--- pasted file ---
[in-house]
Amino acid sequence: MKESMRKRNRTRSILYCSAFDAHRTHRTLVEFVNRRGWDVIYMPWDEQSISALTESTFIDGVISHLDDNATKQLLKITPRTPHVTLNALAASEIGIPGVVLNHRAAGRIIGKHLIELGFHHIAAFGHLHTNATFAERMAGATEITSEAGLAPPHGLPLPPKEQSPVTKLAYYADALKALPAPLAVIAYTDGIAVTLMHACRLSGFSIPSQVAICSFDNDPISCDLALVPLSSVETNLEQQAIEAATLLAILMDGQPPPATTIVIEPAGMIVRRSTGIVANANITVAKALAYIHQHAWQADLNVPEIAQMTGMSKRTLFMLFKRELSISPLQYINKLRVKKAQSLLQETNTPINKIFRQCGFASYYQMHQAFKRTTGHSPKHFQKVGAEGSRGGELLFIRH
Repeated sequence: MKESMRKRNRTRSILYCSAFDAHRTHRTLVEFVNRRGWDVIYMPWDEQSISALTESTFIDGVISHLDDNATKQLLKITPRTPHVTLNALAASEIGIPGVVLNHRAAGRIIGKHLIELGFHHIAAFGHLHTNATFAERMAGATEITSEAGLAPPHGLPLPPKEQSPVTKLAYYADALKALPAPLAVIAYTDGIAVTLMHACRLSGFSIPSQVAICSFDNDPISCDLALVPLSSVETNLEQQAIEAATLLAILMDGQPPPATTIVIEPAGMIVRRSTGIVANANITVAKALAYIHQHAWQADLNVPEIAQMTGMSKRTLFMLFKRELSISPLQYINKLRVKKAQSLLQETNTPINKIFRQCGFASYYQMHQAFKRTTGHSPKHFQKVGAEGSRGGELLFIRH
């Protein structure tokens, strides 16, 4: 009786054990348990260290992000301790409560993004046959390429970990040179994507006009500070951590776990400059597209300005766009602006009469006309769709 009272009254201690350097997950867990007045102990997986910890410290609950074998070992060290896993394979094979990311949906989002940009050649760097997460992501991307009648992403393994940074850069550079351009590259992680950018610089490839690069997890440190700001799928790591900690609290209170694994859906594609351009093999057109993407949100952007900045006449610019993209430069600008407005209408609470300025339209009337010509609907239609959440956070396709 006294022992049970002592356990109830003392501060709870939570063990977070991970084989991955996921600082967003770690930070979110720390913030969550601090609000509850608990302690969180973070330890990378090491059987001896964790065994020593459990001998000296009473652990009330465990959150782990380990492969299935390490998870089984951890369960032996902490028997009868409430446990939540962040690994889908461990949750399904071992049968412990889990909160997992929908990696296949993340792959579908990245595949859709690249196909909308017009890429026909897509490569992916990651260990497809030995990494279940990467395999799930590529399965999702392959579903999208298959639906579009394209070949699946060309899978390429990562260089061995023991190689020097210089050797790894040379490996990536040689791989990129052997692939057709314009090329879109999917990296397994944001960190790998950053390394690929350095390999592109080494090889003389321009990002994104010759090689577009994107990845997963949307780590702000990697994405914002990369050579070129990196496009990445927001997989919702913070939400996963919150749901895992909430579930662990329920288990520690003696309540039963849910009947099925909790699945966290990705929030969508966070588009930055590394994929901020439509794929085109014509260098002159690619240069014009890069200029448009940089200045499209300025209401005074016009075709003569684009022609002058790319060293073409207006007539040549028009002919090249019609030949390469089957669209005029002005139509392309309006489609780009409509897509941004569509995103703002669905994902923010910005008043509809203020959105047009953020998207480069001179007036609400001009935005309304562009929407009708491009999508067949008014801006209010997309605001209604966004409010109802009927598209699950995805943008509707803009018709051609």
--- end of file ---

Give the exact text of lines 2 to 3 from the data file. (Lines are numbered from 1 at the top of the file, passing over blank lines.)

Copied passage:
Amino acid sequence: MKESMRKRNRTRSILYCSAFDAHRTHRTLVEFVNRRGWDVIYMPWDEQSISALTESTFIDGVISHLDDNATKQLLKITPRTPHVTLNALAASEIGIPGVVLNHRAAGRIIGKHLIELGFHHIAAFGHLHTNATFAERMAGATEITSEAGLAPPHGLPLPPKEQSPVTKLAYYADALKALPAPLAVIAYTDGIAVTLMHACRLSGFSIPSQVAICSFDNDPISCDLALVPLSSVETNLEQQAIEAATLLAILMDGQPPPATTIVIEPAGMIVRRSTGIVANANITVAKALAYIHQHAWQADLNVPEIAQMTGMSKRTLFMLFKRELSISPLQYINKLRVKKAQSLLQETNTPINKIFRQCGFASYYQMHQAFKRTTGHSPKHFQKVGAEGSRGGELLFIRH
Repeated sequence: MKESMRKRNRTRSILYCSAFDAHRTHRTLVEFVNRRGWDVIYMPWDEQSISALTESTFIDGVISHLDDNATKQLLKITPRTPHVTLNALAASEIGIPGVVLNHRAAGRIIGKHLIELGFHHIAAFGHLHTNATFAERMAGATEITSEAGLAPPHGLPLPPKEQSPVTKLAYYADALKALPAPLAVIAYTDGIAVTLMHACRLSGFSIPSQVAICSFDNDPISCDLALVPLSSVETNLEQQAIEAATLLAILMDGQPPPATTIVIEPAGMIVRRSTGIVANANITVAKALAYIHQHAWQADLNVPEIAQMTGMSKRTLFMLFKRELSISPLQYINKLRVKKAQSLLQETNTPINKIFRQCGFASYYQMHQAFKRTTGHSPKHFQKVGAEGSRGGELLFIRH